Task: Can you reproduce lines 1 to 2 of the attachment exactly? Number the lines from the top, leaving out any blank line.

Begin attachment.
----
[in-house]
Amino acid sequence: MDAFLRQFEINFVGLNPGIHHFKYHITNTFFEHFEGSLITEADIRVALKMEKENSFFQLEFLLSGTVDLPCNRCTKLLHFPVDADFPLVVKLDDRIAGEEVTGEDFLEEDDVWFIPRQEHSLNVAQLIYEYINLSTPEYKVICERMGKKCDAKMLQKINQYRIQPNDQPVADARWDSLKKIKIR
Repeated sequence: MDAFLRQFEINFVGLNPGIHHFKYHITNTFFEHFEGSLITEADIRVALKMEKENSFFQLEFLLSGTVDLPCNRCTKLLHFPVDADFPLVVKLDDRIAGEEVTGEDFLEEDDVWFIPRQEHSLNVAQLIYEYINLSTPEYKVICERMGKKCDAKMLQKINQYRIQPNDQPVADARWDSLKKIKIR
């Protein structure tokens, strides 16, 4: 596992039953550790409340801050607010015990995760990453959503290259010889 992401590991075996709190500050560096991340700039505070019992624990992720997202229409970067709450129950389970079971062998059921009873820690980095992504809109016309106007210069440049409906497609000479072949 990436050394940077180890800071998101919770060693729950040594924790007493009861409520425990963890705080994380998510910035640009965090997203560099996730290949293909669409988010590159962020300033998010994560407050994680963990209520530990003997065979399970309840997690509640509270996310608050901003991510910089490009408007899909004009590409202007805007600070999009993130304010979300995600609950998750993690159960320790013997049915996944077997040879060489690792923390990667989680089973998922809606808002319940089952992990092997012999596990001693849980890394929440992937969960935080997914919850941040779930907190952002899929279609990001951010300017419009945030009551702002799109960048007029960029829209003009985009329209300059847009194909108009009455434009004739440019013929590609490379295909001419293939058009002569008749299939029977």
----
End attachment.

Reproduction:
[in-house]
Amino acid sequence: MDAFLRQFEINFVGLNPGIHHFKYHITNTFFEHFEGSLITEADIRVALKMEKENSFFQLEFLLSGTVDLPCNRCTKLLHFPVDADFPLVVKLDDRIAGEEVTGEDFLEEDDVWFIPRQEHSLNVAQLIYEYINLSTPEYKVICERMGKKCDAKMLQKINQYRIQPNDQPVADARWDSLKKIKIR